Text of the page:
4.5. Akt

Akt (v-Akt murine thymoma viral oncogene)/PKB (protein kinase-B) is a serine/threonine kinase that is involved in mediating various biological responses, such as inhibition of apoptosis and stimulation of cell proliferation [54]. It has been demonstrated that ROS formation can activate the Akt pathway, which is upstream of the NF-κB pathway, and can, therefore, induce the activation of NF-κB [59]. The activation of Akt is generally triggered by the interaction of receptor tyrosine kinases, growth factors and cytokines. Cr(VI) can activate the Akt pathway thereby increasing IL-1α and TNF-α production, and this can inhibit ROS-induced cell death and cytokine expression by N-acetylcysteine (NAC) in vitro and in vivo studies [36]. In lung epithelial cells and rat hepatoma cells, it was found that, via the effects of ROS, Cr(VI) could activate cell signaling, including the Akt pathway [60]. Son et al. [61] found that ROS is a key mediator of Cr(VI)-induced carcinogenesis through the activation of PI3K/AKT-dependent GSK-3β/β-catenin signaling and the promotion of cell survival mechanisms via the inhibition of apoptosis and autophagy. It is postulated that activated Akt in lung airway epithelium in vivo may be an early response to genotoxic exposure [61].

4.6. Other Possible ROS Related Signaling Pathways

Accumulating evidence reported the function of ROS in Cr(VI)-induced toxicity and carcinogenesis. Activation of the Cr(VI)-related signaling pathways is closely bound up with the generation of ROS. Despite the ROS-regulated redox sensitive signal proteins, such as AP-1, p53, Akt, and NF-κB, Nrf2 and MAPK pathways might also affect the release of cytokines, such as TNF-α. The mechanisms of oxidative and reductive species involved in Cr(VI)-induced toxic effects are complicated. Many factors or signaling pathways can regulate the cell apoptosis, mutation, carcinogenesis induced by Cr(VI). For instances, Ca2+ influx was significantly increased after Cr(VI) exposure for 6 h, which was closely related to Cr(VI)-induced red blood cells damage [62] . It is suggested that Cr(VI) can induce human lung bronchial epithelial cell malignancy via ROS-dependent activation of miR-21-PDCD4 signaling [63]. Furthermore, Bcl-2 protein negatively regulated superoxide-induced apoptosis in response to Cr(VI) exposure through the ubiquitin-proteasomal pathway [64]. Moreover, it is found that the carcinogenicity of Cr(VI) may occur partly through ROS-mediated Wnt/β-catenin signaling pathway, which has a critical role in carcinogenesis [65].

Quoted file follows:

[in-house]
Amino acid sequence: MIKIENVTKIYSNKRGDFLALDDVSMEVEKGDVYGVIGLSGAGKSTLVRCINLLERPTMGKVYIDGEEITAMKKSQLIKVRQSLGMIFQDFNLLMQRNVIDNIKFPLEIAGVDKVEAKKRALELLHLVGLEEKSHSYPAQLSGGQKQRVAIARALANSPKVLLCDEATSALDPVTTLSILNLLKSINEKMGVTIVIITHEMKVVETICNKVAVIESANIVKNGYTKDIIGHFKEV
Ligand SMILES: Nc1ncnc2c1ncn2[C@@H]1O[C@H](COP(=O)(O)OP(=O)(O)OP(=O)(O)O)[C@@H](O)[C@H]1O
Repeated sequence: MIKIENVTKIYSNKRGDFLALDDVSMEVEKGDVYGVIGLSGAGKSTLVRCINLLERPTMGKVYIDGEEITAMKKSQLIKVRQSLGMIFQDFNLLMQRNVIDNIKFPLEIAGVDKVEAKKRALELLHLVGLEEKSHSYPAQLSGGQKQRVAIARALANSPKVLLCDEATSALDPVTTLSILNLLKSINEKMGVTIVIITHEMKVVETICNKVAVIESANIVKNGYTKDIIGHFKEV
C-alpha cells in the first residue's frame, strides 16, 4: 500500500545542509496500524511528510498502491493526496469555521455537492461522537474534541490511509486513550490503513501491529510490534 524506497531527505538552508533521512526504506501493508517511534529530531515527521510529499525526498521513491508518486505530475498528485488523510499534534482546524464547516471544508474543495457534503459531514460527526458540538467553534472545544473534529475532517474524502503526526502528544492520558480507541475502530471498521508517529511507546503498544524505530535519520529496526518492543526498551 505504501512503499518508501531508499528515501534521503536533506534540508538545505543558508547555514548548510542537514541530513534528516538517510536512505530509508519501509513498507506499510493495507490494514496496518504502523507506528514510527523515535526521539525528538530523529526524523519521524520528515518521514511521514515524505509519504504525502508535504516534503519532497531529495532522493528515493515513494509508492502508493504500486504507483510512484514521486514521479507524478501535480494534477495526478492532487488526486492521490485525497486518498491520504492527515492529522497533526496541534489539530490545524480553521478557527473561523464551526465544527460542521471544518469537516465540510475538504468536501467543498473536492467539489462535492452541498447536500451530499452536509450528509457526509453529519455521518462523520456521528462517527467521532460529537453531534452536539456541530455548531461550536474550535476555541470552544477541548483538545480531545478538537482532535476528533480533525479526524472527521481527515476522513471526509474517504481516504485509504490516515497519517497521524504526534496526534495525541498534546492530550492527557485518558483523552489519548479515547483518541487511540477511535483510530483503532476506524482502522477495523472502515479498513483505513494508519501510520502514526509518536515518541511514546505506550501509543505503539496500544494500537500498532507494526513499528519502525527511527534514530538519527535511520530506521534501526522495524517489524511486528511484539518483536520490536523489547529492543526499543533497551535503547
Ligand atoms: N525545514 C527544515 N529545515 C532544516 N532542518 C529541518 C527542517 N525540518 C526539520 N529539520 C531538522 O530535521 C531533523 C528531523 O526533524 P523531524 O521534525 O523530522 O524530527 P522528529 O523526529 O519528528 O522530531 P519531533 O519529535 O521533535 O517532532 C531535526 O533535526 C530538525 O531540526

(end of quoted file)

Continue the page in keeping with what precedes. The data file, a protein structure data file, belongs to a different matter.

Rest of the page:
As a strong oxidant, Cr(VI) can induce a whole spectrum of reactive intermediates and ROS to cause multi-system disorders, which is an important characteristic of Cr(VI) metabolism [66]. To defend Cr(VI)-induced toxic effects, ROS are balanced by the enzymatic and non-enzymatic antioxidants to prevent damage to DNA, lipids, proteins, and other biomolecules [67, 68]. Ascorbate, GSH, cysteine, lipoic acid, and NADPH can reduce Cr(VI) at physiological conditions. As ascorbate and GSH are abundant in mammalian cells and possess relatively lower reduction potentials, they may be the main non-enzymatic factors for the reduction of Cr(VI) [69]. When both reducers were present, ascorbate dominated in Cr(VI) metabolism and led to the loss of the hypersensitivity to clonogenic killing by Cr(VI) in the presence of methoxyamine, which inhibits base excision repair of oxidative DNA damage in human lung H460 cells. Wong et al. [69] found that ascorbate-driven metabolism of Cr(VI) shifts its genotoxicity toward nonoxidative mechanisms.

In vitro experiments indicated that ascorbate reduced Cr(VI) at a higher rate than other reductants; for example, the rate for ascorbate was 10 times that of GSH [70, 71]. However, Martin et al. [66] suggested that GSH could reduce the oxidative damage of Cr(VI), while ascorbate could enhance the genetic toxicity of Cr(VI) by augmenting the activity of Cr(IV) intermediate products in the reduction process. On the other hand, Wong et al. [69] indicated that due to the lack of ascorbate, Cr(VI) reduction mainly depended on GSH leading to more production of ROS and Cr intermediates, suggesting that the reduction of Cr(VI) by ascorbate may produce less ROS and Cr intermediates. The exact mechanisms of Cr(VI) toxic defense are very complicated and need to be further elucidated.